The Coronavirus has reached Romania
Two months since its emergence in China, the new coronavirus has this week reached Romania. The zero patient was not a Romanian, as most people had expected, given the large Romanian community in Italy, the most affected European country. It was an Italian who had come for a few days to Romania, and subsequently tested positive for coronavirus infection. The first Romanian who got infected is 25 years old, has interacted with the Italian and is currently isolated at the 'Matei Bals' Infectious Disease Hospital in Bucharest. The tests have shown that he is just a carrier. Ever since the first case in the Covid-19 outbreak, Romania started getting ready for all potential scenarios, and protection measures have been enhanced, given the spread of the virus across Europe. The measures include additional verification on border-checkpoints, placing under quarantine people coming from risk areas and setting up a phone line for those interested in getting accurate information about the virus. Also, the Government, together with the Red Cross, has developed an information and awareness raising campaign. In order to ensure fair and transparent communication with the media and the population, an integrated communication group has been set up with the Department for Emergency Situations, and all public communications are made via this structure. On Wednesday, president Klaus Iohannis convened the country's Supreme Defense Council to discuss a strategy to combat a potential coronavirus outbreak in Romania.
The political situation in Romania
Romania has a new Prime Minister Designate, the incumbent Finance Minister Florin Citu. The announcement was made on Wednesday night by the head of state, who also highlighted the events happening on the Romanian political scene during the Liberal governing. Klaus Iohannis praised the National Liberal Party for their reforming agenda and accused the Social Democratic Party of constantly trying to block the activity of the executive. The president recalled that the first Liberal Cabinet, headed by Ludovic Orban, was dismissed under a motion of no-confidence by a majority gathered by the Social Democratic Party against the bill providing for the return to the two-round type of mayoral elections. A new designation of Orban was challenged at the Constitutional Court by the Social Democrats. And the Court, taking into consideration the declared intention of both the Liberals and the head of state to trigger early elections and not to gather a parliament majority for investiture, declared Orban's designation as unconstitutional. The president said that by appointing Florin Citu he wanted to overcome the deadlock and solve the country's problems. Florin Citu, who on Friday announced he had submitted to Parliament the list of ministers and the governing program, has stated he will try to muster the needed majority for investiture. The only change in the structure of the Cabinet is Lucian Heius for the Finance Ministry, which has been headed by Florin Citu. The main opposition party, the Social Democratic Party, has announced it will not vote a government headed by Florin Citu.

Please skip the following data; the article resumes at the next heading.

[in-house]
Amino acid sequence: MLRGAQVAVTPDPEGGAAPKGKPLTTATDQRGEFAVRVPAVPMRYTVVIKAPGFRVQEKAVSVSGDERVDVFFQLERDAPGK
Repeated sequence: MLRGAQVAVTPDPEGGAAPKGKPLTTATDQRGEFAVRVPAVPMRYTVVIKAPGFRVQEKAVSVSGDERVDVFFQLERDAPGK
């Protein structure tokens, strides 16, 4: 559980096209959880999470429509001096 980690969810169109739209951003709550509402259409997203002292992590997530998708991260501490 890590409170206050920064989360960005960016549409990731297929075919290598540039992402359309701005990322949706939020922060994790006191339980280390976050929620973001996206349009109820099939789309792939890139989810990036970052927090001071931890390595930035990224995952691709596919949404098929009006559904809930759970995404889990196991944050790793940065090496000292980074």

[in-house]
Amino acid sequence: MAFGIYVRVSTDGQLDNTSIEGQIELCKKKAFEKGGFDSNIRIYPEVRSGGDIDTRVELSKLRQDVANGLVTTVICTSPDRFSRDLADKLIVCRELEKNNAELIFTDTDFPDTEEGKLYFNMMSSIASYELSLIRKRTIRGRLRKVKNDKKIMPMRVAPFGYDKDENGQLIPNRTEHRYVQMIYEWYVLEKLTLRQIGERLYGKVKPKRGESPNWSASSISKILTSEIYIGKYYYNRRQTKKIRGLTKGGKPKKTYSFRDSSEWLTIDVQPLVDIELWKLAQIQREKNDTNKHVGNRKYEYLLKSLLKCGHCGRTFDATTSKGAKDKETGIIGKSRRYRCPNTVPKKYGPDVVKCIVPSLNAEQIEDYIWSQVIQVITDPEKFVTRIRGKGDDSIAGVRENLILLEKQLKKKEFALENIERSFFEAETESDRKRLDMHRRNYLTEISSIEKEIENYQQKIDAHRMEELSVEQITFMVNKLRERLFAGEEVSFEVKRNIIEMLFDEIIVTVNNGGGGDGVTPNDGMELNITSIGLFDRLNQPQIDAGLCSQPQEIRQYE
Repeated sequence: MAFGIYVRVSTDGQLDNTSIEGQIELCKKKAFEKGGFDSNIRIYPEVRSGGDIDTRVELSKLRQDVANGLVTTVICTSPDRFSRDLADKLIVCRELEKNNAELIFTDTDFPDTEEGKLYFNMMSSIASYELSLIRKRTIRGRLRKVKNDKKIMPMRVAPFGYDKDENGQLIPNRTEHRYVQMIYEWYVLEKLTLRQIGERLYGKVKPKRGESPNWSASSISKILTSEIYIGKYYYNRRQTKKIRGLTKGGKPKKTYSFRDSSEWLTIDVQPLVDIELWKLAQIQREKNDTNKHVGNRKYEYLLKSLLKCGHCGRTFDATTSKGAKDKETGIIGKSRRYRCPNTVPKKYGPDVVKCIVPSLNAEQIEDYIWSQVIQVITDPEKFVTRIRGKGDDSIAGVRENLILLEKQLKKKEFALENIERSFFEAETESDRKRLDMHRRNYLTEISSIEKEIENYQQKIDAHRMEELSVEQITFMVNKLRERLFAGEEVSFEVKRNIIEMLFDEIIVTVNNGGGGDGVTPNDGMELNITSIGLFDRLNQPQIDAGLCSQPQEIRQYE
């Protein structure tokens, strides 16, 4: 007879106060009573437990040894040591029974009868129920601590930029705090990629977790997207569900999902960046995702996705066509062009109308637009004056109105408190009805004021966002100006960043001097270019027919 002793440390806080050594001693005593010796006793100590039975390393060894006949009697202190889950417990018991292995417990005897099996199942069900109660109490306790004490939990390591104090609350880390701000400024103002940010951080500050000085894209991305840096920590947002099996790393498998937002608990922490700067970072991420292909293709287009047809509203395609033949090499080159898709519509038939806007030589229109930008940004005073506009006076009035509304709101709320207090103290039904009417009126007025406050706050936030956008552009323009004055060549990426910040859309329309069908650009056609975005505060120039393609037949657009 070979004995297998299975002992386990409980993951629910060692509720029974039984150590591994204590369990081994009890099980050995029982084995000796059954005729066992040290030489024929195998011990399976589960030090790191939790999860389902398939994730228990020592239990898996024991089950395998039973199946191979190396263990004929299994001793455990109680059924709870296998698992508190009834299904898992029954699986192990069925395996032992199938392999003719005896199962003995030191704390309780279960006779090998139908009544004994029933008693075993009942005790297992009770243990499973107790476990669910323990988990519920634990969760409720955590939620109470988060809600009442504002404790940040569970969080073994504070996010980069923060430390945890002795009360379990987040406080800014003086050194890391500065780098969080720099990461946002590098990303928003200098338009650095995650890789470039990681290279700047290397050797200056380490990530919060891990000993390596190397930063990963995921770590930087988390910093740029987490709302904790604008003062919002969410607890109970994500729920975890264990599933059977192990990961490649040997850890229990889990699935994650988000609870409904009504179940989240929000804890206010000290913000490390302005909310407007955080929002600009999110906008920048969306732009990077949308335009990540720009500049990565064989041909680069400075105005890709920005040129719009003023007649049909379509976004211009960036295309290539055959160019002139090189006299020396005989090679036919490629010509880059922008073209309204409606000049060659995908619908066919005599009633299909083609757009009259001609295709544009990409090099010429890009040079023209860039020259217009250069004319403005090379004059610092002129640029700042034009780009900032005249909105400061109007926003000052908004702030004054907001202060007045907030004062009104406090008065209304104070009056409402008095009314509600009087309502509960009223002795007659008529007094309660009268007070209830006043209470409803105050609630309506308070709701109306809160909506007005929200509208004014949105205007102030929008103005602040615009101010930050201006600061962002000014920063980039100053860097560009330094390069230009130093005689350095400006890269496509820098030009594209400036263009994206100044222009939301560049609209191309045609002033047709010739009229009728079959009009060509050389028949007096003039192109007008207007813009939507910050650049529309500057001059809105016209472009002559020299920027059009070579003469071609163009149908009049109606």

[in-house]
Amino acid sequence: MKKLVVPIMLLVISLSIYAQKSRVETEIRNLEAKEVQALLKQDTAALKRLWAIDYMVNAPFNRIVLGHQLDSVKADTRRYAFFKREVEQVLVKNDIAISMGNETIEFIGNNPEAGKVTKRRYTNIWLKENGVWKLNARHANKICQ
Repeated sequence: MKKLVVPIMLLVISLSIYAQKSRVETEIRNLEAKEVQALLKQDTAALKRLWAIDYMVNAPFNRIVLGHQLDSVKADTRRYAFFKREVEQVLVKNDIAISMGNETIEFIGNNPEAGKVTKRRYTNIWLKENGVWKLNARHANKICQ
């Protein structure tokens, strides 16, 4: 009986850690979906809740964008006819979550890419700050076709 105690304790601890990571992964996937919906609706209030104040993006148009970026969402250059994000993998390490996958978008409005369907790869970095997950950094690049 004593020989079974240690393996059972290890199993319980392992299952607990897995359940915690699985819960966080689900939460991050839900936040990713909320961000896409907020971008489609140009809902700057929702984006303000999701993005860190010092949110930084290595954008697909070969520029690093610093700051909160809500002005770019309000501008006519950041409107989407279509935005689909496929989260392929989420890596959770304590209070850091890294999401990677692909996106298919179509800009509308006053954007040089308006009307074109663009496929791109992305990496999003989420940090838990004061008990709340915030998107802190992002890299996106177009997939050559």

The European Commission's Country Report
The European Commission has warned Romania that it runs the risk of not being able to sustain its budget deficit as well as pension and pay rises. The European Commission's report on Romania, which is one of the 27 describing the main economic and social challenges facing every member state, shows that Romania is facing a major risk of not being able to support the higher public fiscal deficit corroborated with higher pension expenses. The report also mentions a significantly reduced labour force and a dropping number of skilled workers and also a drop in the active population, including because of migration. Furthermore, training and education policies have proved inefficient and failed to meet labour market requirements. The report also points to the wage-productivity gap, with salaries increasing way faster than productivity. In spite of an average growth of 5% in the past three years, income inequality remains high and so does the poverty rate, while the gap between developed and less developed regions continues to deepen. In all, Romania has made progress in implementing the country specific recommendations, starting with 2013. However, even if efforts have been made in several fields, actions have been slow and the country must do more in order to reach tangible results in implementing the reforms, the EC says in its report.